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MOVIE REVIEW

'Gift' is a syrupy act of charity

In "The Ultimate Gift," based on one of Jim Stoval's inspirational books, Drew Fuller (above) must overcome a series of trials before he can inherit a sizable sum left by his late grandfather. (TWENTIETH-CENTURY FOX)

As marginalized demographic enclaves go, no one in Hollywood has it worse than the Christians, not the gays, not the geriatrics, and not the brothers who like to dress up as rambunctious fat chicks. How could that be? They're such a force in other industries. Hoping to rectify this, 20th Century Fox has started its FoxFaith Movies division, of which "The Ultimate Gift" is the maiden outing. How is it? Well, let's charitably (and optimistically) call this FoxFaith's beta version.

"The Ultimate Gift" is based on one of Jim Stoval's inspirational books, which Cheryl McKay has fashioned into an equally uplifting melodrama. The message is clear almost immediately: charity not vanity.

In order to inherit his sizable share of his late grandfather's fortune, Jason (Drew Fuller) will have to renounce his lifestyle of privilege, profligacy, and alleged womanizing. To that end, his grandfather (James Garner), an oil baron and cattle magnate, left 12 videotaped instructions for Jason to follow. Grandpa calls them his gifts: the gift of work, of laughter, of family, of learning, of problems, et cetera.

They're more like trials to be overcome: penury, friendlessness, murderous South American guerrillas (for real). Along the way, Jason befriends a dying girl (Little Miss Sunshine herself, Abigail Breslin), falls for her mother (Ali Hillis), pays their overdue rent, and so much more.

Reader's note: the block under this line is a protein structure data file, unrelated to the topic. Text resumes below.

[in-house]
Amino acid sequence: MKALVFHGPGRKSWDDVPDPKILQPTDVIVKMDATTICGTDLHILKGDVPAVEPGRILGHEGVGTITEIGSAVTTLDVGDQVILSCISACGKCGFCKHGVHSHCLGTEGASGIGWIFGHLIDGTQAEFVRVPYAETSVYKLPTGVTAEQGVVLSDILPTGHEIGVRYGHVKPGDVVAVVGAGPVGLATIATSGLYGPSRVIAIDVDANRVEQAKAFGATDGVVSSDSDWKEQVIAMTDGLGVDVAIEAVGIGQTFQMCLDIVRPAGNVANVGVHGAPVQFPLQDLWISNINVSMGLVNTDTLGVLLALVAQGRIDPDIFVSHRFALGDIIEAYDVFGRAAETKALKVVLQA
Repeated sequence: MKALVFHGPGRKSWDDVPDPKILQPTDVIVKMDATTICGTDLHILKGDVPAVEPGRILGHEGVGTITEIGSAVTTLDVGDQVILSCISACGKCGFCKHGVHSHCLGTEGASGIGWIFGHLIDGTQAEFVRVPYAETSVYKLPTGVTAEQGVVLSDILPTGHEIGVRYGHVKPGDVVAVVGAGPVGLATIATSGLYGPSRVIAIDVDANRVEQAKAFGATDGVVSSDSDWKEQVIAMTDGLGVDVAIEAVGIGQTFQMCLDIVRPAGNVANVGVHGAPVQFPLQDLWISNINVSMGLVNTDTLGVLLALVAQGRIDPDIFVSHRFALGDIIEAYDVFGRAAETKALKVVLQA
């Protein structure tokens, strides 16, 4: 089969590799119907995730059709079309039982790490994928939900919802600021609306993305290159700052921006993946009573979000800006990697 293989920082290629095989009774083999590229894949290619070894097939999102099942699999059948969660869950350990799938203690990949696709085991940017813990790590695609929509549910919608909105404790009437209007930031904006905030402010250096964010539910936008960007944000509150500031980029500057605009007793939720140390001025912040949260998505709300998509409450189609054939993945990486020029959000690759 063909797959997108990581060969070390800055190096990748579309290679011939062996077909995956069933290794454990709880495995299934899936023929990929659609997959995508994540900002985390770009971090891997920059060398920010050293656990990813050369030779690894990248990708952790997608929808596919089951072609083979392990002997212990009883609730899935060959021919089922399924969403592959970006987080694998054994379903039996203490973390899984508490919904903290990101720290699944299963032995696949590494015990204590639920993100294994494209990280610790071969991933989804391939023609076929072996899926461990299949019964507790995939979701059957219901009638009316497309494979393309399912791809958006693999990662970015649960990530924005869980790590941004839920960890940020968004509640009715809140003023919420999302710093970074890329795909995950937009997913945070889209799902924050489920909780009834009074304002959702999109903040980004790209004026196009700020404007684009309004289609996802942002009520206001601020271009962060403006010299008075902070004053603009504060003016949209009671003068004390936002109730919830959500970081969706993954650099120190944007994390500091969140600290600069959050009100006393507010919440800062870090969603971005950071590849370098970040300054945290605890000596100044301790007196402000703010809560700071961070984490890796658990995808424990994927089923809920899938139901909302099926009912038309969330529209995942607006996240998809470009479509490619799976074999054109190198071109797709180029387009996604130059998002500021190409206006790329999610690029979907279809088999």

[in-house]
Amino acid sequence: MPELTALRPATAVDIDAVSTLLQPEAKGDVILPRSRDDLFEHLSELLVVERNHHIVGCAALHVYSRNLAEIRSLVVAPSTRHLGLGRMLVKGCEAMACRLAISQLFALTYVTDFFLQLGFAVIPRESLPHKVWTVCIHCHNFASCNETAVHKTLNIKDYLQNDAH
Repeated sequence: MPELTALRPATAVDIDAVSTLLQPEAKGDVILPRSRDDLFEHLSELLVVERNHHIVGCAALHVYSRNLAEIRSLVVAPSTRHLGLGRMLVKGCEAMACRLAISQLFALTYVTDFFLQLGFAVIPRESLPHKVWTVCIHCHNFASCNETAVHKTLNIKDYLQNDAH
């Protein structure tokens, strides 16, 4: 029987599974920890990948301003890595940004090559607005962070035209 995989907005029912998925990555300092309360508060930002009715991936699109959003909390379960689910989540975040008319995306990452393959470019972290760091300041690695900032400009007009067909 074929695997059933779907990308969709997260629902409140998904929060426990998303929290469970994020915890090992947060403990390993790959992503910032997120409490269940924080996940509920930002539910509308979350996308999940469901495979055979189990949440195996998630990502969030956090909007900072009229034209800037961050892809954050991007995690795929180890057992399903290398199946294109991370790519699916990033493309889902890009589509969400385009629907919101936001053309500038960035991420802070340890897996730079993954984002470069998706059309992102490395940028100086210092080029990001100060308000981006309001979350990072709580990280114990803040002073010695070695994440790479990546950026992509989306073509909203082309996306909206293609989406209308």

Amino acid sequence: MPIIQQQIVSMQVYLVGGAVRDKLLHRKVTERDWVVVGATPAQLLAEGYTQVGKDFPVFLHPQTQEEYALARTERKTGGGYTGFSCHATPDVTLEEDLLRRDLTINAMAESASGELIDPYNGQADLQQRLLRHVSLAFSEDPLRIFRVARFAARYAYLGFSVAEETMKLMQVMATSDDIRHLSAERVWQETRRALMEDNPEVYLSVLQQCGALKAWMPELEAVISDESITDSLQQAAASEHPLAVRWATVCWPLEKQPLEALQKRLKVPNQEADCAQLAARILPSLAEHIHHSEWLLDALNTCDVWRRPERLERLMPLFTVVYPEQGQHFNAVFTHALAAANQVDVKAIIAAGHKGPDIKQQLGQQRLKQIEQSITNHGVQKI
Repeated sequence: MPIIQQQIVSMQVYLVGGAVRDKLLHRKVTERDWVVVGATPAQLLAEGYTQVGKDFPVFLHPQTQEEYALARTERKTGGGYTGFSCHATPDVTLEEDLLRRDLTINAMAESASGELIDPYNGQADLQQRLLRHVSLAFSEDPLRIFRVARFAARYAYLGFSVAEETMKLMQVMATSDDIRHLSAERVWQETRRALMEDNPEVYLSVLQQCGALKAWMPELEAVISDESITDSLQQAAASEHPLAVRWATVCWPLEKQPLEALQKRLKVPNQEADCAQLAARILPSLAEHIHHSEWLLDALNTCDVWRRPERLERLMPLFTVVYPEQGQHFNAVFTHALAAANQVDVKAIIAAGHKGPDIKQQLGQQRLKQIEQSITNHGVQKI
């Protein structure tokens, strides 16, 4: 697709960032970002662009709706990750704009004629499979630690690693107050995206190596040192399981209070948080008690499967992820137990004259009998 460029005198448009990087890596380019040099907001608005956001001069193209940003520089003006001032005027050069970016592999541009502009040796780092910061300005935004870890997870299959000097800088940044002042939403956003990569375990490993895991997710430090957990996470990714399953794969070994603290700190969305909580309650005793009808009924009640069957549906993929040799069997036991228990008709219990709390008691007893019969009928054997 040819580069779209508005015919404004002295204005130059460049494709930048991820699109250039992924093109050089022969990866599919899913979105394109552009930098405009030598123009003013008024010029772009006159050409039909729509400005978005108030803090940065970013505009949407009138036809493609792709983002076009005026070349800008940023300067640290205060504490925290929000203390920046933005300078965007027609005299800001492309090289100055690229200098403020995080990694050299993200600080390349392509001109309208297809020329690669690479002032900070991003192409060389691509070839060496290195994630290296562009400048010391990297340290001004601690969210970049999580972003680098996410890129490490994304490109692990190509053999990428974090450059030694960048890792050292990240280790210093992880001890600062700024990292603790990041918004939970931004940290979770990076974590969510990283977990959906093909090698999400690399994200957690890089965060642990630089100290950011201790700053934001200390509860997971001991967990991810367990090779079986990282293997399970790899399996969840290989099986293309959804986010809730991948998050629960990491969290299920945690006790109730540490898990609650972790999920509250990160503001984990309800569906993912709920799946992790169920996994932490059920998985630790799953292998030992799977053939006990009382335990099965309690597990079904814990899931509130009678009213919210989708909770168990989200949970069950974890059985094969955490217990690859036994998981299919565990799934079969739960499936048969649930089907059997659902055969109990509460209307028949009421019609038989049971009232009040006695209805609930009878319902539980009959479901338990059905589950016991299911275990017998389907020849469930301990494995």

That romance is the girl's wish. A decent screenplay, less risible acting, and more competent direction from Michael O. Sajbel would have been mine. The film contains two kinds of characters: the earnest and the obnoxious. Fuller is required to be despicable for so long that his change of personality is only somewhat persuasive: he seems obnoxiously earnest.

"The Ultimate Gift" is not out to proselytize. Religion is a state of mind. But Christian charity, in this movie, seems like a side-effect of capitalism. Jason is handsomely compensated for being good. His heart appears to be in the right place, and that place appears to be his wallet. I didn't leave wanting to be a better Christian. I left wanting to be a better trust-fund baby. How inspirational is that?

Wesley Morris can be reached at wmorris@globe.com. For more on movies, go to boston.com/ae/movies/blog.

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